Alzheimer’s disease (AD) is a chronic inflammation in which microglia and macrophages accumulate in the cerebral cortex and hippocampus before visible symptoms such as amyloid-beta (Aβ) plaque formation, progress cognitive decline, irreversible memory loss, and emotional instability1,2. To detect AD, various molecular imaging techniques such as positron emission tomography (PET) have been developed, with Aβ plaque-targeting probes such as [11C]PIB3,4 and microglia/macrophages-targeting probes such as [11C]PK111955,6. Although these molecular probes provided high molecular specificity, their spatial resolution is limited to 1–2 mm due to the positron range and the radiation dose, which hinders longitudinal inspection and reusability. For optical imaging, Aβ plaque-targeting fluorescent probes for in vivo imaging have been developed7,8. However, cell-specific targeting probes (e.g. macrophage targeting, astrocyte-targeting, etc) have not been well studied for penetration of the blood-brain barrier, depth of penetration, as well as sensitivity for brain imaging.

Multispectral optoacoustic tomography (MSOT) is an upcoming optical imaging modality that offers complementary advantages by combining high image contrast in optical imaging and high penetration depth in ultrasound imaging9. This MSOT technology has been studied for observing from intracellular organelles in cells to in vivo organ in small animals10, detecting cancer area11. In addition, such as upconversion nanopropbe12 and targeted near-infrared (NIR) fluorescent probes13 can be used in conjunction with MSOT imaging to increase the signal to background ratio in specific area of interest in the sample. Previous study has developed an optical imaging probe, CDnir7 (Compound of Designation near-infrared 7) that targets macrophages in an acute inflammation model induced by lipopolysaccharide or carrageenan injected into the paw region of mice, as well as the tumor region in an orthotropic mouse 4T1 breast cancer model. Accordingly, CDnir7 showed high localization in the inflamed regions – the inflamed paw and breast tumor region – via multiple imaging techniques, namely IVIS, FMT, and MSOT13. In this study, we demonstrate that, in the context of AD, this CDnir7 probe can also be used in MSOT imaging to distinguish AD mouse brains from healthy brains. Furthermore, we examined the CDnir7 staining pattern in AD mouse brain by processing sectioned brain samples using histological ex vivo methods such as NIR scanning and immunohistochemistry (IHC).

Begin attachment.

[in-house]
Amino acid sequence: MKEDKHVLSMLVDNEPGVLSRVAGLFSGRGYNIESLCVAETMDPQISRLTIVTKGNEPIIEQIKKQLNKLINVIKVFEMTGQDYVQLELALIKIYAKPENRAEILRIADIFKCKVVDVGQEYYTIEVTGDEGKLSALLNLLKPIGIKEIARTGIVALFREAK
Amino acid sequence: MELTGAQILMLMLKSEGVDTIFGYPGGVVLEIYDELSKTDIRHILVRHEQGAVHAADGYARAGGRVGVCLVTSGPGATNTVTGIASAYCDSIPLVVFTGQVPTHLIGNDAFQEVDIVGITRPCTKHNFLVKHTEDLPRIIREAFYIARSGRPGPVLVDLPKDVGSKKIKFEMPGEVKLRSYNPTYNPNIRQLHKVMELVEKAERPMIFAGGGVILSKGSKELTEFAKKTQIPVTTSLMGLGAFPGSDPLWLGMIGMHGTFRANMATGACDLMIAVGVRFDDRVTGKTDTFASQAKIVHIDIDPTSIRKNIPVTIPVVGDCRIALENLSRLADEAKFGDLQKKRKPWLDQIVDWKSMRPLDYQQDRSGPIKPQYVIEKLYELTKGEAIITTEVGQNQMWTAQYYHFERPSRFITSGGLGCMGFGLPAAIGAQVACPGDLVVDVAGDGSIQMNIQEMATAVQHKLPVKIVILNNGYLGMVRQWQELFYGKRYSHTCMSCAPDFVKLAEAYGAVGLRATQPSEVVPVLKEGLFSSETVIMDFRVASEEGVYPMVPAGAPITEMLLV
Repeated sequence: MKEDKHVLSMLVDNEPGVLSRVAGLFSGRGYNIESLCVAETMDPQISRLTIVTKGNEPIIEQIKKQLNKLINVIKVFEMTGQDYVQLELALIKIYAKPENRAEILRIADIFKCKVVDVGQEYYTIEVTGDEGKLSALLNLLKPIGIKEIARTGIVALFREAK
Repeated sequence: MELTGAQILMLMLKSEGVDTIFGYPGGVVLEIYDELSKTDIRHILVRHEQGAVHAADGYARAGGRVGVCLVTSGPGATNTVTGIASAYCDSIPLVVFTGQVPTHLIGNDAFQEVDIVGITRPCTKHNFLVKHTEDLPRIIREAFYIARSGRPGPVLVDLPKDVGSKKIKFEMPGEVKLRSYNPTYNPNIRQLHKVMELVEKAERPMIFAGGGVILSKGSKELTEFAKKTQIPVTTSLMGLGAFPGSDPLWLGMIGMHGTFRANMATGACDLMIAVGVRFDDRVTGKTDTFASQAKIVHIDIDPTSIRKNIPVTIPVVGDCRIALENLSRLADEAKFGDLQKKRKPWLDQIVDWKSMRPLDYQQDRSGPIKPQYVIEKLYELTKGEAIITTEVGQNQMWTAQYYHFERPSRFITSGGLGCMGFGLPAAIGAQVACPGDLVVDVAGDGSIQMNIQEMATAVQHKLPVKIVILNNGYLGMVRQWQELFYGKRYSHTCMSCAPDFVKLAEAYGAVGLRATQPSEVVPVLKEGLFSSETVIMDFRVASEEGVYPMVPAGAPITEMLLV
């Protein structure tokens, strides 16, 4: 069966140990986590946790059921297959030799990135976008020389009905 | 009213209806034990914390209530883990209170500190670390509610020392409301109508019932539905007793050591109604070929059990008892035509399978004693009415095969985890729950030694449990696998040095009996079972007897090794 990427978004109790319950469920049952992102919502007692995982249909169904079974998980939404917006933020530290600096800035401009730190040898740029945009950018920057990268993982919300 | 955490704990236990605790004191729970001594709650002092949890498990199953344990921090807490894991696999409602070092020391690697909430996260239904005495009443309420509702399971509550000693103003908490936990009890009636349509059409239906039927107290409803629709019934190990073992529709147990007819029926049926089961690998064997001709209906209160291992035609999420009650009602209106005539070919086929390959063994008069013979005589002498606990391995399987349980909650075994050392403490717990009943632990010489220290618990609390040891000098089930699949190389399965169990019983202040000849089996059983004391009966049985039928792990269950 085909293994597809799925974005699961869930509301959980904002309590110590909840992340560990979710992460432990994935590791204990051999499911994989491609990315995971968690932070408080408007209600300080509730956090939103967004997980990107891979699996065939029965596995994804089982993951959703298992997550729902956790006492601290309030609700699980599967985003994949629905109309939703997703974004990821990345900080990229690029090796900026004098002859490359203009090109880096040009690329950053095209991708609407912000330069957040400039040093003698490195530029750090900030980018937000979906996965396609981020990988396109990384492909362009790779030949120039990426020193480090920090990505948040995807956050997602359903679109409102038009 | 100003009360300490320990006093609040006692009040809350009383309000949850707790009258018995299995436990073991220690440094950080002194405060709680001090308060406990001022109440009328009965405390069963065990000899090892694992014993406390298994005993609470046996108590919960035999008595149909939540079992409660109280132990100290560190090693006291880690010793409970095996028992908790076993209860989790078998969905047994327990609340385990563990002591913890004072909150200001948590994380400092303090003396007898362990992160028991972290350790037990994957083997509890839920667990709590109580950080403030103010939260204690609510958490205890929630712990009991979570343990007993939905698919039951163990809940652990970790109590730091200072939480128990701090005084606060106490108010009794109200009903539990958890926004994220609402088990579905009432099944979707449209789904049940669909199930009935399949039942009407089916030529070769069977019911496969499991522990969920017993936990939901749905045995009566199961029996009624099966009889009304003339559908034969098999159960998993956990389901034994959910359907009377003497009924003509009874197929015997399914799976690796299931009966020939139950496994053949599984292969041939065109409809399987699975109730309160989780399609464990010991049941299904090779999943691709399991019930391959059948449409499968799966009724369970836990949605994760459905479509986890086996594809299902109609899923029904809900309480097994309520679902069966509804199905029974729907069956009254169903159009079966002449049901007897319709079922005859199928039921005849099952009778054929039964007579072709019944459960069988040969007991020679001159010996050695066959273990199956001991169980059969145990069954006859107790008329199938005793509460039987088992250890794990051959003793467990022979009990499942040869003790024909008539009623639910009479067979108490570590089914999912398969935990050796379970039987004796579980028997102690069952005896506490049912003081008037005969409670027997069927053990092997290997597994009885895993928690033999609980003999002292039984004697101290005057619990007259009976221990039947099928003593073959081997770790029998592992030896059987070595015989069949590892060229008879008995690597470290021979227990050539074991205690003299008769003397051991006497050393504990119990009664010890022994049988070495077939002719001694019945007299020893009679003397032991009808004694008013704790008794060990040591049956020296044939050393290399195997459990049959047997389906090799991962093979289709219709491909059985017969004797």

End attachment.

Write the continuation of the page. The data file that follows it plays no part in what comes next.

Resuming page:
MSOT showed CDnir7 stained AD mouse brain

CDnir7 was developed at excitation and emission wavelengths (λexem = 806/821 nm in DMSO) in the NIR range with low tissue autofluorescence. Although CDnir7 has a low fluorescence quantum yield (extinction coefficient = 198500 M−1 cm−1; quantum yield = 0.14) (Fig. 1a), it exhibits strong optoacoustic properties13. In this study, 13- and 15-month-old triple-transgenic AD mice (n = 5) were utilized for MSOT imaging since AD symptoms can be readily studied via histopathology from 12 months of age onwards. Before CDnir7 injection, the brain region from behind the orbital bone all the way up to the occipital bone in both AD and control mice was scanned in vivo via co-registered MSOT and ultrasound (OPUS), in order to obtain baseline images. Next, upon injection of 500 µM of CDnir7 via the tail vein, the same brain region in the mice was longitudinally imaged for an hour (Fig. 1b and Supplementary Movie 1). The resulting CDnir7 MSOT signals overlaid on OPUS anatomical images showed higher intensities in the cortex of AD brains compared to that of healthy controls (Fig. 1c,d) from 20 minutes post-injection onwards, reaching a maximum AD-to-control difference at 30 minutes post-injection. In contrast, the CDnir7 MSOT signals at the superior sagittal sinus (SSS) of both AD and control brains showed similar intensities (Fig. 1c) within the first-hour post-injection. Furthermore, when measuring total hemoglobin signals (oxygen-hemoglobin and dioxygen-hemoglobin) of both brains by MSOT, higher total hemoglobin signals were reversed in the cortex area of healthy control brain rather than that of AD brain (Supplementary Fig. 1). This demonstrates the high specificity of CDnir7 for the cortical region in AD brains, with similar CDnir7 concentrations in the blood circulation for both AD and control mice. These results showed that we can use CDnir7 in conjunction with MSOT imaging to clearly distinguish AD brains from healthy controls.